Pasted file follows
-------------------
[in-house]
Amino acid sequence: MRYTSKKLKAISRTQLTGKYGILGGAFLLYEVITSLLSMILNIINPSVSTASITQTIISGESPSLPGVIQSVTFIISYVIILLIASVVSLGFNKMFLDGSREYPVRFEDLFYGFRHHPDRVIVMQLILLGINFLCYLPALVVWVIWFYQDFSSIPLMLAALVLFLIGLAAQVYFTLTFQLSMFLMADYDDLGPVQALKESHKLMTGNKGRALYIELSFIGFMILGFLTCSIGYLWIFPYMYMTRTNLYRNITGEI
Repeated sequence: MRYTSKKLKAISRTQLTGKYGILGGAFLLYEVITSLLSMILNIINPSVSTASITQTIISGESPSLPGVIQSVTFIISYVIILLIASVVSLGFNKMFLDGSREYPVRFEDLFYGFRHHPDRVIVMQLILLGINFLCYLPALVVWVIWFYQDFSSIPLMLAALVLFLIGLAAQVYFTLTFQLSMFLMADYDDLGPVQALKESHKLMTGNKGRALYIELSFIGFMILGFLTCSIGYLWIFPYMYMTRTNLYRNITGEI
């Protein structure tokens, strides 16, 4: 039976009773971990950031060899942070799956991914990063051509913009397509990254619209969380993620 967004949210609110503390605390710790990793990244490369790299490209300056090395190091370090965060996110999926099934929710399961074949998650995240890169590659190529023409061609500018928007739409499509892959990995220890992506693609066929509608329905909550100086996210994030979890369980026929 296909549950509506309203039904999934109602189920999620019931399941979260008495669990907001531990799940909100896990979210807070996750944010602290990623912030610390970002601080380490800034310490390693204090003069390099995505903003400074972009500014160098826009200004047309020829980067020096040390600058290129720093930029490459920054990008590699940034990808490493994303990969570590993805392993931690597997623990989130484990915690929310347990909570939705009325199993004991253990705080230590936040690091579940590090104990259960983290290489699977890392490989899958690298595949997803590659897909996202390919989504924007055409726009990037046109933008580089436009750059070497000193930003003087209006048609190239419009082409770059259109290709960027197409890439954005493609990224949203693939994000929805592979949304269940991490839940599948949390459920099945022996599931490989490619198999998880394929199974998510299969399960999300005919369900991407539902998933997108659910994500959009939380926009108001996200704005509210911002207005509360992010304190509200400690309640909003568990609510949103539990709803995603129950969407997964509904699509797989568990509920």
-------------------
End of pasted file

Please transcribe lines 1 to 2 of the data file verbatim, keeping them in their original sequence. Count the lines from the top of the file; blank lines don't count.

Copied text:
[in-house]
Amino acid sequence: MRYTSKKLKAISRTQLTGKYGILGGAFLLYEVITSLLSMILNIINPSVSTASITQTIISGESPSLPGVIQSVTFIISYVIILLIASVVSLGFNKMFLDGSREYPVRFEDLFYGFRHHPDRVIVMQLILLGINFLCYLPALVVWVIWFYQDFSSIPLMLAALVLFLIGLAAQVYFTLTFQLSMFLMADYDDLGPVQALKESHKLMTGNKGRALYIELSFIGFMILGFLTCSIGYLWIFPYMYMTRTNLYRNITGEI